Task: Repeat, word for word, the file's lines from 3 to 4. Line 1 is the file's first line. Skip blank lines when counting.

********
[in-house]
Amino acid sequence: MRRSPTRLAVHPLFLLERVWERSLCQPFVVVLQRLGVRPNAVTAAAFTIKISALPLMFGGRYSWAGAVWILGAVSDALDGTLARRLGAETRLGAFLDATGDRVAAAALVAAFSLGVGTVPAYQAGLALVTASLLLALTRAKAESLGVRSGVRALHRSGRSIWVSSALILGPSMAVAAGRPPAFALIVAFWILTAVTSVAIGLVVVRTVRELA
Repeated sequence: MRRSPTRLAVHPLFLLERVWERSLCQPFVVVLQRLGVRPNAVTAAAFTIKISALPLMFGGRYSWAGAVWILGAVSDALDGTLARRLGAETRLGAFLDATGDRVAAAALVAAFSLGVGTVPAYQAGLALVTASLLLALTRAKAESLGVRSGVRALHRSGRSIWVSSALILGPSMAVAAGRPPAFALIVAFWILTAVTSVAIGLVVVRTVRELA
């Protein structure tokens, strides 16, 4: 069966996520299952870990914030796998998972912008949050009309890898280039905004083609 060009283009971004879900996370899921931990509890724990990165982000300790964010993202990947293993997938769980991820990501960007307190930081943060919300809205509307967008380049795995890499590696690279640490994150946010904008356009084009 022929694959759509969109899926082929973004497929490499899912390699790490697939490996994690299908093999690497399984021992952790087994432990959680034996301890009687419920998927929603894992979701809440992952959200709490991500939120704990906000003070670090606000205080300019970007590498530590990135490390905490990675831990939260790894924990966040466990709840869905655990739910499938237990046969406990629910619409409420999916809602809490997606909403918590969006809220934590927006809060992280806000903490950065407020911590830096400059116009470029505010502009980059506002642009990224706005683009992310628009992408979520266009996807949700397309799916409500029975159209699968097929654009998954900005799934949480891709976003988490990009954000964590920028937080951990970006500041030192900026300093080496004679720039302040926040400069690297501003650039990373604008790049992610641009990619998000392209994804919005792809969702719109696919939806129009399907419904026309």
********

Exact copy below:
Repeated sequence: MRRSPTRLAVHPLFLLERVWERSLCQPFVVVLQRLGVRPNAVTAAAFTIKISALPLMFGGRYSWAGAVWILGAVSDALDGTLARRLGAETRLGAFLDATGDRVAAAALVAAFSLGVGTVPAYQAGLALVTASLLLALTRAKAESLGVRSGVRALHRSGRSIWVSSALILGPSMAVAAGRPPAFALIVAFWILTAVTSVAIGLVVVRTVRELA
């Protein structure tokens, strides 16, 4: 069966996520299952870990914030796998998972912008949050009309890898280039905004083609 060009283009971004879900996370899921931990509890724990990165982000300790964010993202990947293993997938769980991820990501960007307190930081943060919300809205509307967008380049795995890499590696690279640490994150946010904008356009084009 022929694959759509969109899926082929973004497929490499899912390699790490697939490996994690299908093999690497399984021992952790087994432990959680034996301890009687419920998927929603894992979701809440992952959200709490991500939120704990906000003070670090606000205080300019970007590498530590990135490390905490990675831990939260790894924990966040466990709840869905655990739910499938237990046969406990629910619409409420999916809602809490997606909403918590969006809220934590927006809060992280806000903490950065407020911590830096400059116009470029505010502009980059506002642009990224706005683009992310628009992408979520266009996807949700397309799916409500029975159209699968097929654009998954900005799934949480891709976003988490990009954000964590920028937080951990970006500041030192900026300093080496004679720039302040926040400069690297501003650039990373604008790049992610641009990619998000392209994804919005792809969702719109696919939806129009399907419904026309």